Looks can be deceptive. The elegant façade to the late 19th century building in central Milan is unchanged blending in with its historical surroundings. But pass through its main entrance and its interior tells a different story.
Thanks to a major refurbishment the ground floor has been transformed. The white painted plaster to the building’s main brick pillars and beams has been removed and are now clad in stunning champagne-coloured anodised aluminium. By also enclosing the internal courtyard with a new glazed roof, these changes have created a striking and contemporary interior.
“When I first walked inside when the project was almost finished, I thought, Wow! I really didn’t expect such a transformation,” says Vincenzo Ripepi, Sales Director for Almeco. “As I passed through the doors and entered the internal courtyard the impact was incredible, of great elegance.”
The Cordusio area of Milan where the building is located has undergone a lot of change. But given the age and architectural significance of the building, its proximity to the Duomo, and other important historical buildings, the project’s contractors (Terenzi srl and Planium srl) and architect (Milan based Barreca & La Varra) had to ensure any proposed changes complied with strict regulations. Therefore, the building’s main elevation had to be preserved and any modern interventions were mainly restricted to the interior.
“The client wanted the architect to create an interior that looked modern and original where past and present converge. Our anodised aluminium laminates met these expectations,” says Ripepi.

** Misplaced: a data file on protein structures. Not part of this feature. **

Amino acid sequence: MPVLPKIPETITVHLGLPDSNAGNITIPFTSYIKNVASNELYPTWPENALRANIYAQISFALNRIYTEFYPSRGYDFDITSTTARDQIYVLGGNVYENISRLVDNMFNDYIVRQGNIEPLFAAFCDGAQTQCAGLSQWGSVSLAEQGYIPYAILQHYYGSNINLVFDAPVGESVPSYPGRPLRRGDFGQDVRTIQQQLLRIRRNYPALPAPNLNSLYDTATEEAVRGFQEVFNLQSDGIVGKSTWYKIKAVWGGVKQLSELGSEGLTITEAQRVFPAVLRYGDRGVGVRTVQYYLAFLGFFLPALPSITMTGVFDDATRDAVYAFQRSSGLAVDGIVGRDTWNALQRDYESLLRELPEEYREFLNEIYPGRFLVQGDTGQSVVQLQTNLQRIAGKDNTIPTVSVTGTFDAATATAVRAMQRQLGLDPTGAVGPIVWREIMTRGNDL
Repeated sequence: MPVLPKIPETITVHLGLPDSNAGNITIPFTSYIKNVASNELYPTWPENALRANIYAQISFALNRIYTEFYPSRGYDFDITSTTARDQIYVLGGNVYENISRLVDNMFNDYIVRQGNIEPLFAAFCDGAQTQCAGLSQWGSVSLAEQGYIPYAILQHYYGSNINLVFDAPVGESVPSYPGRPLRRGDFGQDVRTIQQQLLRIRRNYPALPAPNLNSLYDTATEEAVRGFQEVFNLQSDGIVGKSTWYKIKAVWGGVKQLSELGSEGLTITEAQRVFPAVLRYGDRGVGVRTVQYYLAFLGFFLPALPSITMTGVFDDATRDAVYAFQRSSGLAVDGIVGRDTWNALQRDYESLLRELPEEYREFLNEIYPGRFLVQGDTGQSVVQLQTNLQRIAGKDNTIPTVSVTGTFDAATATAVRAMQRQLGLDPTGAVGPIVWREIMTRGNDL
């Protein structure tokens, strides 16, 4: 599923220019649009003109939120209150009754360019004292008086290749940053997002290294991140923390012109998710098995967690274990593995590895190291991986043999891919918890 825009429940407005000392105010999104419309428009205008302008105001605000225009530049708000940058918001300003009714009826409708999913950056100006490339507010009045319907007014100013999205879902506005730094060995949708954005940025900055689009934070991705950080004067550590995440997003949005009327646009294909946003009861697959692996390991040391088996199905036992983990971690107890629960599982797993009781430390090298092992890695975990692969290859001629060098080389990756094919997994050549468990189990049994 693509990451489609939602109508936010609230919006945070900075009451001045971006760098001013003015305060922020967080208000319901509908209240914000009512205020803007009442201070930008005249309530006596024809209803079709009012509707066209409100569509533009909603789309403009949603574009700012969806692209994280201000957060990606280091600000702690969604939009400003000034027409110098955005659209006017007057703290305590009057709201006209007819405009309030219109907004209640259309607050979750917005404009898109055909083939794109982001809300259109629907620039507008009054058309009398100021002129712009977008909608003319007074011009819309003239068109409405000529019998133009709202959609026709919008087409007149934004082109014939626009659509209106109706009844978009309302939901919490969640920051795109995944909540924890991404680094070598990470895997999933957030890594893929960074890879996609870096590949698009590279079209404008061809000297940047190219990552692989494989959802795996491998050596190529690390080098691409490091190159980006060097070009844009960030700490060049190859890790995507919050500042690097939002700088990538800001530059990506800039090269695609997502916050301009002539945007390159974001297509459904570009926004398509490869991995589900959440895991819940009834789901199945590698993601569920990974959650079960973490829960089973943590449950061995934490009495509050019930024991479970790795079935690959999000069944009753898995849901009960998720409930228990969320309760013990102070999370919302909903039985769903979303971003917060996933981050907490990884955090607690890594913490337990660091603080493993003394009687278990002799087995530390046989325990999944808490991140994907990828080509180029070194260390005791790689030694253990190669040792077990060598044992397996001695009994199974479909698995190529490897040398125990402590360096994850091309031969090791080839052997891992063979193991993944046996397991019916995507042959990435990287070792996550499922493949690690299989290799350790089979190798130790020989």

The fixing solution
Three different sized anodised aluminium laminates were used to clad the pillars. They were cut and pre-shaped in the production department and closely follow the original pattern of the plaster with the same modularity, featuring a short base panel, a tall middle panel, and a crown. However, to achieve a seamless appearance without showing fixing screws, the situation arose as to how the panels should be fixed to the pillars. Weighing less than one kilo per panel, aluminium’s inherent lightness contributed to resolving how to fix the panels.
The inspired solution came in the form of strong and professional magnets. Approximately four to six magnets per square metre of anodised aluminium were connected to vertical iron bars fixed to the pillars. Any cables and pipes were concealed behind the aluminium panels.
“I never imagined such a clever solution, as the panels can be detached from the pillars very easily. It’s a very fast method, required less labour, and the panels will be easy to maintain,” says Ripepi.
Champagne coloured anodised aluminium laminates
The distinct champagne colour of the anodised aluminium panels was chosen for its elegance, but also because the colour harmonised with the building’s façades. It was also considered to be a colour that would enhance the dark brown of the glazed roof structure. Different colour and tone samples were brought to the site to assess its impact on the interior, and it was decided that champagne was most suitable.
The result is stunning. A combination of the glazed roof and the consistency in tone and colour of the aluminium coating increases the refractivity of the light on the interior. The champagne-coloured anodised aluminium panels create a warm and sophisticated appearance that’s sympathetic to the building’s age while creating a modern look that’s befitting for a financial company.
“This is the first application of our anodised aluminium product on a historically important building,” says Ripepi. “Our product tends to be used on modern buildings, so it was very brave of both the client and architect to use our material in this way.”
Image provided by Planium Srl – photography Giacomo Albo